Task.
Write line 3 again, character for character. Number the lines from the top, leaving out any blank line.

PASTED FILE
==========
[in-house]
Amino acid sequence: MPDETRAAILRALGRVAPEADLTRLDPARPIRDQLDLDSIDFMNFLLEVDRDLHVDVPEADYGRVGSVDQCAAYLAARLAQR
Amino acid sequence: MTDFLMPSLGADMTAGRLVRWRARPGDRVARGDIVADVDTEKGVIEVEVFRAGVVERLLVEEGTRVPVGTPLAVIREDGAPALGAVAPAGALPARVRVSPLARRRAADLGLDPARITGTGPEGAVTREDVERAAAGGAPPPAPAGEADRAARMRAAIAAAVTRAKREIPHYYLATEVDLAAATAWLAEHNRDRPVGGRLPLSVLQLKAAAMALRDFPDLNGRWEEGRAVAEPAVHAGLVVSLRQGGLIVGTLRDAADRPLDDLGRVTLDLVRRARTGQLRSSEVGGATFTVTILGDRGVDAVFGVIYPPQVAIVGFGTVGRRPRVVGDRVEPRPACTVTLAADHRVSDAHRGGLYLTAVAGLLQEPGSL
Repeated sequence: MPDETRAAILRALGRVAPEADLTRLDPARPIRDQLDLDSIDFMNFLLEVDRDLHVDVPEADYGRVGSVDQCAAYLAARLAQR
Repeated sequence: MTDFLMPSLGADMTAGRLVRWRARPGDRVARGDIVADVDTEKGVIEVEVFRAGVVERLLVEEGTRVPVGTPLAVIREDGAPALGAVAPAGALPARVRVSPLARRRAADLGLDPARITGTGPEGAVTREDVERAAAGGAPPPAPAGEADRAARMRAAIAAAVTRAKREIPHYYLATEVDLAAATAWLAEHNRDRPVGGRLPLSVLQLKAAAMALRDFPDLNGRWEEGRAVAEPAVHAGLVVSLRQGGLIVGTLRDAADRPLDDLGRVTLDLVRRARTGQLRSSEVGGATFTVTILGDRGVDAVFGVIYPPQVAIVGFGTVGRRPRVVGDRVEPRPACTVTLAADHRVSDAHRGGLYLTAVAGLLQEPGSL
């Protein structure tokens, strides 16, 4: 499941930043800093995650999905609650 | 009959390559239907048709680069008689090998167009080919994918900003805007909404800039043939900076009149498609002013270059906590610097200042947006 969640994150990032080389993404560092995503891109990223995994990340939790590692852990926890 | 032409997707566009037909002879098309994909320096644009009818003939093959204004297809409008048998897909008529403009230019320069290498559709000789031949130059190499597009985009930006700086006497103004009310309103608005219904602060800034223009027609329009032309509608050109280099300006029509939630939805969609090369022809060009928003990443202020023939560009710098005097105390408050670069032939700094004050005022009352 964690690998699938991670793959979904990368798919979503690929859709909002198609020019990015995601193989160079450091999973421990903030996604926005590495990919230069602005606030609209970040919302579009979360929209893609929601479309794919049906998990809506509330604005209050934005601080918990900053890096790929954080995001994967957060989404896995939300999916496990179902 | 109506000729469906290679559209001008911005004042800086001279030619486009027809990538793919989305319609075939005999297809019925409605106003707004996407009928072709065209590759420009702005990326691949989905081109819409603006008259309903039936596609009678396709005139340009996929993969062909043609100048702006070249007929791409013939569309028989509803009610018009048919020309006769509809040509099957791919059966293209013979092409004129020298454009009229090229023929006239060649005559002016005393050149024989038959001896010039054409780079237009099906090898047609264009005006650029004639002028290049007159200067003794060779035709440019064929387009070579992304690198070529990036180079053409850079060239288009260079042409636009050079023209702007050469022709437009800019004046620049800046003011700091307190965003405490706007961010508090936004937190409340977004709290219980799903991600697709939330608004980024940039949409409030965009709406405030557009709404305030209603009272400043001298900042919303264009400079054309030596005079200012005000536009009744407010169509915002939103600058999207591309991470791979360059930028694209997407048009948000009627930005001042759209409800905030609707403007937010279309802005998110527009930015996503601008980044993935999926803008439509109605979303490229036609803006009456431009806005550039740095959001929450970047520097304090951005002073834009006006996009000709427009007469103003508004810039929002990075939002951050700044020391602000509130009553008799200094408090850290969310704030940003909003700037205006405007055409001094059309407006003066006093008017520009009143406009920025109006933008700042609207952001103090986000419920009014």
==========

Amino acid sequence: MTDFLMPSLGADMTAGRLVRWRARPGDRVARGDIVADVDTEKGVIEVEVFRAGVVERLLVEEGTRVPVGTPLAVIREDGAPALGAVAPAGALPARVRVSPLARRRAADLGLDPARITGTGPEGAVTREDVERAAAGGAPPPAPAGEADRAARMRAAIAAAVTRAKREIPHYYLATEVDLAAATAWLAEHNRDRPVGGRLPLSVLQLKAAAMALRDFPDLNGRWEEGRAVAEPAVHAGLVVSLRQGGLIVGTLRDAADRPLDDLGRVTLDLVRRARTGQLRSSEVGGATFTVTILGDRGVDAVFGVIYPPQVAIVGFGTVGRRPRVVGDRVEPRPACTVTLAADHRVSDAHRGGLYLTAVAGLLQEPGSL